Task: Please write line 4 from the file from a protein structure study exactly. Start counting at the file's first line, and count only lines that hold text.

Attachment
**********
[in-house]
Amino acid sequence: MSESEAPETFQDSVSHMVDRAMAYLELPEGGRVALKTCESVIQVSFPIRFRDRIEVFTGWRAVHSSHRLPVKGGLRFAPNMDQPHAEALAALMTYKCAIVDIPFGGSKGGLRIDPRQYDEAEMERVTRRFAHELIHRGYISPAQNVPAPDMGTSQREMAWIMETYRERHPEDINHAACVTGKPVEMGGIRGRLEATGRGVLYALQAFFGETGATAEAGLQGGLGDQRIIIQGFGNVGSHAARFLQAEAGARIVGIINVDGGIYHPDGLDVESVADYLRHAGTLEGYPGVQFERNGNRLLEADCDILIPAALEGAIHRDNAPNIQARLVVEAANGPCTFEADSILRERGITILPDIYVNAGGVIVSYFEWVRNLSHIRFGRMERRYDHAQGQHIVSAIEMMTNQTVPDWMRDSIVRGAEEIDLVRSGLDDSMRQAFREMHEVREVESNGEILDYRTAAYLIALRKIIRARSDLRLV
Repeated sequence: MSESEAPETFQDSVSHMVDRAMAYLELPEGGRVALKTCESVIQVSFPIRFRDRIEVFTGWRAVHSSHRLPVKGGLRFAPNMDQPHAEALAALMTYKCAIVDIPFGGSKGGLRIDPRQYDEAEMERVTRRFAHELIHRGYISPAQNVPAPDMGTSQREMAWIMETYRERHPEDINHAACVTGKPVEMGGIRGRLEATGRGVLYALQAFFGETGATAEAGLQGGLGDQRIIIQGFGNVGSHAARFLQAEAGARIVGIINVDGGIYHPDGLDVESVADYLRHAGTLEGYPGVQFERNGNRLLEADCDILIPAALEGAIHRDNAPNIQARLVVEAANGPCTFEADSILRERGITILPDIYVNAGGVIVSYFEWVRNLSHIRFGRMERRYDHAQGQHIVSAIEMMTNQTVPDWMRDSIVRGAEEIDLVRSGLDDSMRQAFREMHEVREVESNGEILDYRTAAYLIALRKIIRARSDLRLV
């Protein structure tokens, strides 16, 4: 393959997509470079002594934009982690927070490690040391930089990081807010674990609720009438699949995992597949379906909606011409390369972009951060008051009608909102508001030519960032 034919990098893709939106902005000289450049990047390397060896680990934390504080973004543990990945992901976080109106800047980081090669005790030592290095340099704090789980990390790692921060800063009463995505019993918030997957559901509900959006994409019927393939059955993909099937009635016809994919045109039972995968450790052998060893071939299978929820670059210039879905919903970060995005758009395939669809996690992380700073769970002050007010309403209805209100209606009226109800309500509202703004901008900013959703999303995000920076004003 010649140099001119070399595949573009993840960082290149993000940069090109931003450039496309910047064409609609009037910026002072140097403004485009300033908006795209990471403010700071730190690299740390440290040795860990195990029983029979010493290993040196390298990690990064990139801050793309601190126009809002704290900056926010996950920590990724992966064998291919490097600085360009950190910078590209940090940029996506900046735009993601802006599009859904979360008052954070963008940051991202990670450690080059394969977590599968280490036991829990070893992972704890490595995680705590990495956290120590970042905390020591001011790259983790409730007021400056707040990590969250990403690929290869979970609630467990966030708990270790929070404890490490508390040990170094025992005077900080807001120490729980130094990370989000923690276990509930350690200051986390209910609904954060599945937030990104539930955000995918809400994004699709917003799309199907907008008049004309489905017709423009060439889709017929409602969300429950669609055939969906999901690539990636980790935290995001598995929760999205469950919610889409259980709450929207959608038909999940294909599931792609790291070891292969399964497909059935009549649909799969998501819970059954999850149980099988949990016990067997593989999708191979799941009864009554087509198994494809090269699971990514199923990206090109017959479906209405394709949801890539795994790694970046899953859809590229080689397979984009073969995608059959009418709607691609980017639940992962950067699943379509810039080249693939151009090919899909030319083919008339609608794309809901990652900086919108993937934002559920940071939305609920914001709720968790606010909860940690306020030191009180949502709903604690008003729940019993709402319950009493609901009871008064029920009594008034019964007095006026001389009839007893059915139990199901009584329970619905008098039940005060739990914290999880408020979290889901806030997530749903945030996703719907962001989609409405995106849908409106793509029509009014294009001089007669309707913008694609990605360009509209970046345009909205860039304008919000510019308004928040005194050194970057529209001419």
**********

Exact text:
């Protein structure tokens, strides 16, 4: 393959997509470079002594934009982690927070490690040391930089990081807010674990609720009438699949995992597949379906909606011409390369972009951060008051009608909102508001030519960032 034919990098893709939106902005000289450049990047390397060896680990934390504080973004543990990945992901976080109106800047980081090669005790030592290095340099704090789980990390790692921060800063009463995505019993918030997957559901509900959006994409019927393939059955993909099937009635016809994919045109039972995968450790052998060893071939299978929820670059210039879905919903970060995005758009395939669809996690992380700073769970002050007010309403209805209100209606009226109800309500509202703004901008900013959703999303995000920076004003 010649140099001119070399595949573009993840960082290149993000940069090109931003450039496309910047064409609609009037910026002072140097403004485009300033908006795209990471403010700071730190690299740390440290040795860990195990029983029979010493290993040196390298990690990064990139801050793309601190126009809002704290900056926010996950920590990724992966064998291919490097600085360009950190910078590209940090940029996506900046735009993601802006599009859904979360008052954070963008940051991202990670450690080059394969977590599968280490036991829990070893992972704890490595995680705590990495956290120590970042905390020591001011790259983790409730007021400056707040990590969250990403690929290869979970609630467990966030708990270790929070404890490490508390040990170094025992005077900080807001120490729980130094990370989000923690276990509930350690200051986390209910609904954060599945937030990104539930955000995918809400994004699709917003799309199907907008008049004309489905017709423009060439889709017929409602969300429950669609055939969906999901690539990636980790935290995001598995929760999205469950919610889409259980709450929207959608038909999940294909599931792609790291070891292969399964497909059935009549649909799969998501819970059954999850149980099988949990016990067997593989999708191979799941009864009554087509198994494809090269699971990514199923990206090109017959479906209405394709949801890539795994790694970046899953859809590229080689397979984009073969995608059959009418709607691609980017639940992962950067699943379509810039080249693939151009090919899909030319083919008339609608794309809901990652900086919108993937934002559920940071939305609920914001709720968790606010909860940690306020030191009180949502709903604690008003729940019993709402319950009493609901009871008064029920009594008034019964007095006026001389009839007893059915139990199901009584329970619905008098039940005060739990914290999880408020979290889901806030997530749903945030996703719907962001989609409405995106849908409106793509029509009014294009001089007669309707913008694609990605360009509209970046345009909205860039304008919000510019308004928040005194050194970057529209001419």